Perhaps the most famous phrase attributed to the English writer is ‘To be or not to be, that is the question’, from the play ‘The tragedy of Hamlet, Prince of Denmark’. The theater was the most prominent genre in 16th century England and it was to which William Shakespeare devoted most of his literary production. The work of the “national poet of England”, as he became known, is quite vast and has already been translated into several languages. He produced over 150 sonnets and 40 plays. In his works, the playwright wrote about turbulent passions, the purest feelings, human despair, and the joys of life. Shakespeare wrote from comedies to tragedies, such as Romeo and Juliet, in which he illustrated frustrated love, and Othello (Othello), in which he depicted jealousy. The writer died on his birthday, April 23, 1616, aged 52.

J.K. Rowling

J.K. Rowling

J.K. Rowling

With modern literature and a dynamic narrative full of characters, J.K. Rowling has won a legion of fans by writing about a magical universe and bringing to life the most beloved wizard around the world. The Harry Potter saga told in 7 books, has been translated into over 65 languages. The author’s books have sold over 450 million copies worldwide, giving her the status of literature’s first billionaire.

 

Alan Moore

Alan Moore

Alan Moore

Alan Moore, an exotic man who was born in 1953, is regarded as one of the most revered and influential comic book writers to date. Alan began to gain fame in the 1980s, with stories that redefined comic book expectations and were published in the British magazine Warrior. Years later, the author became known in the North American market when he became the screenwriter of the Swamp Thing series. Moore is responsible for dozens of landmark works that are a must-read for any comic book fan. The author’s work, which served as the basis for several Hollywood films, such as From Hell, The League of Extraordinary Gentlemen, V for Vendetta, and Watchmen, is so well recognized that he is cited as one of the most important of all time.

 

Virginia Woolf

Virginia Woolf

Virginia Woolf

Considered an icon of modernism, the British writer innovated by exposing her sensitivity in her narrative, highlighting the stream of consciousness of her characters. To understand the relevance of Virginia’s literature, a more comprehensive and in-depth analysis is needed. The action in the author’s stories deviates from the conventional for the time. She explores characters, feelings, and perceptions in-depth. The temporal sequence is broken and the past joins the present for the transmission of ideas and emotions.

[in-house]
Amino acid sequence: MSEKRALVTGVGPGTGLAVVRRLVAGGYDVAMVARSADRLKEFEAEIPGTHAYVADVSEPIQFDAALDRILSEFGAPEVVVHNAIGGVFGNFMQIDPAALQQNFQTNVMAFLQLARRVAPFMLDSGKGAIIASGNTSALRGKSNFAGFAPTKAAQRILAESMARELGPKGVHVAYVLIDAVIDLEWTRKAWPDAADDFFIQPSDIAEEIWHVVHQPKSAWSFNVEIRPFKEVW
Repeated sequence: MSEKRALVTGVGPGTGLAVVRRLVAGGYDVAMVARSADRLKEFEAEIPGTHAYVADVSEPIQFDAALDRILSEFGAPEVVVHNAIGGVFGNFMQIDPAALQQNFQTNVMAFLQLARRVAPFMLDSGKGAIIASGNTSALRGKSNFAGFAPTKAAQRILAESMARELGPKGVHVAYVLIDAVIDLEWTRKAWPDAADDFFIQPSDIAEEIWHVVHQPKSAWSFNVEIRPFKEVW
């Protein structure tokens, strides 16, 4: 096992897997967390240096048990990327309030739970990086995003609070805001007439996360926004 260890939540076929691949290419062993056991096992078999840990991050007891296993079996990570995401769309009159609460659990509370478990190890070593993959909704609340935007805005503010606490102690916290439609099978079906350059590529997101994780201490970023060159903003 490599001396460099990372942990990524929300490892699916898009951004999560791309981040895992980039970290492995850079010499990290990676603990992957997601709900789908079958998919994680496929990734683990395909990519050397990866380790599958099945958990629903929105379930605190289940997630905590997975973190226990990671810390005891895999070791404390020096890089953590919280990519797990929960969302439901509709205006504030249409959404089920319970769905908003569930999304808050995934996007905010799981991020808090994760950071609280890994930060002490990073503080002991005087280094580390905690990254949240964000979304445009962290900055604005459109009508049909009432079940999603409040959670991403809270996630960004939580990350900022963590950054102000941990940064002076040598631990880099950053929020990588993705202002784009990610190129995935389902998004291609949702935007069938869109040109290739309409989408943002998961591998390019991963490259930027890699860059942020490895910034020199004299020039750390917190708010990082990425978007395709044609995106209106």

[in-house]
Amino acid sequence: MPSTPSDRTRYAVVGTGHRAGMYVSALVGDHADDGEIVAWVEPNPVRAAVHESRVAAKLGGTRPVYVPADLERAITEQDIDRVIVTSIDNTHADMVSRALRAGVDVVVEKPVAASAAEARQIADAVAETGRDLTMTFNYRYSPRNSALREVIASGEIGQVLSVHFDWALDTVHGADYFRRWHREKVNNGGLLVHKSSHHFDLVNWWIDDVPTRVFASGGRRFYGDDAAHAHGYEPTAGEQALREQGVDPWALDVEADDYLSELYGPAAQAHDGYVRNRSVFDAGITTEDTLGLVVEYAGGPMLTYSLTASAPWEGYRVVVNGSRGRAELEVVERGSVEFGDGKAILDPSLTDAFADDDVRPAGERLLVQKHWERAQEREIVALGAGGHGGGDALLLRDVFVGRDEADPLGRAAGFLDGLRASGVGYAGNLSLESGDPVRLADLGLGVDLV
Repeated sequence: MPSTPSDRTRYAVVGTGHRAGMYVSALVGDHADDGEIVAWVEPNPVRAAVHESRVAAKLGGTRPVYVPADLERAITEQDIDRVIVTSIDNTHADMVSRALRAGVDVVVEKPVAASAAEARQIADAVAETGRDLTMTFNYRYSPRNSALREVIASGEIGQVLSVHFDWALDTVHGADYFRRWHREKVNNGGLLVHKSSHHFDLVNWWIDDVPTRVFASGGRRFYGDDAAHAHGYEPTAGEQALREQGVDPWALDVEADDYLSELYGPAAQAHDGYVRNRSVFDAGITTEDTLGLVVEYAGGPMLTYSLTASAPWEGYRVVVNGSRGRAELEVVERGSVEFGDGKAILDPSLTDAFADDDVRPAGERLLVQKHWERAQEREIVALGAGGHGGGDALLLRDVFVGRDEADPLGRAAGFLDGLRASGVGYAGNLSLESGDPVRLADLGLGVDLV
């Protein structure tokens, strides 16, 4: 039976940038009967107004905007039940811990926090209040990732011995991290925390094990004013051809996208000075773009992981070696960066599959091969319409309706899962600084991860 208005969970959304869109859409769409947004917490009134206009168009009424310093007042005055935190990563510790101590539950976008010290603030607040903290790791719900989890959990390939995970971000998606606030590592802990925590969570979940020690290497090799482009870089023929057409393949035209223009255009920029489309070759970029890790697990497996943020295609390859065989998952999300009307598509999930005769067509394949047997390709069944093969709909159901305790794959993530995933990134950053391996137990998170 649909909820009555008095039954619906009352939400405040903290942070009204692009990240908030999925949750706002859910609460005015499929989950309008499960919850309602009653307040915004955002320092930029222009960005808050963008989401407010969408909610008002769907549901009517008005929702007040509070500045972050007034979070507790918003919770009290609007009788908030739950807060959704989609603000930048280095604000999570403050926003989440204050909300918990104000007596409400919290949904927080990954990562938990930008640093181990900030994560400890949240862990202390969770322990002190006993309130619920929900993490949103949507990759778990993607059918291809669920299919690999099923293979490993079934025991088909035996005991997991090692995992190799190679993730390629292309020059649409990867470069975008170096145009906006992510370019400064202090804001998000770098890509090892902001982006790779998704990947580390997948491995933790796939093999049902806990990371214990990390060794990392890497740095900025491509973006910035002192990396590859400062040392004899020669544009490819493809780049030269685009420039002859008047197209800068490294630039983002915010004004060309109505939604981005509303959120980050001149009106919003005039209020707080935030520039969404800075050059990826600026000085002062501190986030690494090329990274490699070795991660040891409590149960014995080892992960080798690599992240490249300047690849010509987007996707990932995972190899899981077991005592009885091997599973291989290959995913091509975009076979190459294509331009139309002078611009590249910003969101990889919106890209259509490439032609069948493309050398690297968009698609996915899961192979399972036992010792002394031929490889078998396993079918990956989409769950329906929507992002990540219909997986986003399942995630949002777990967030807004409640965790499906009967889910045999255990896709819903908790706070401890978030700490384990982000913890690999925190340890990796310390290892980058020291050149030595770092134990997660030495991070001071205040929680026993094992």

Ernest Hemingway

Ernest Hemingway

Ernest Hemingway

Hemingway’s life looks like something out of a movie. The writer, born in 1899 and author of For Whom the Bell Tolls – one of his most famous works – participated in two world wars, survived two plane crashes, named a celestial body orbiting the sun, had his books burned by the Nazis and, on top of that, he even won the Nobel Prize for Literature. In literature, Ernest Hemingway brought the heroism expected by those who wanted to see the human being valued in the face of adversity. His personal experiences reinforced the desire to extol man’s strength of character and perseverance. All of the writer’s characters face the problem of the “tragic evidence” of the end.

 

Charles Dickens

Charles Dickens

Charles Dickens

Considered the most popular English novelist of the Victorian era, Charles Dickens left a legacy for world literature, innovating in the narrative and themes addressed in his books. Dickens worked, from the age of 12, in a London factory to help his family – who were arrested for having too much debt. Precisely because of the trauma he experienced and his close knowledge of the situation of workers, Charles would often write about the poor working conditions experienced by the entire class during the industrial revolution. The author was the pioneer in approaching social criticism in literature. He exposed England’s social problems, such as violence, poverty, unemployment, and prostitution. The first English-language novel to have a child as the protagonist was by Charles Dickens. The work is called ‘Oliver Twist’ and is one of his most famous books. In it, the writer addresses the obscure daily life of London and the consequences of poverty and unemployment at the time.

Did you miss any writers on this list? Tell us in the comments.

Translator

Comments
All comments.
Comments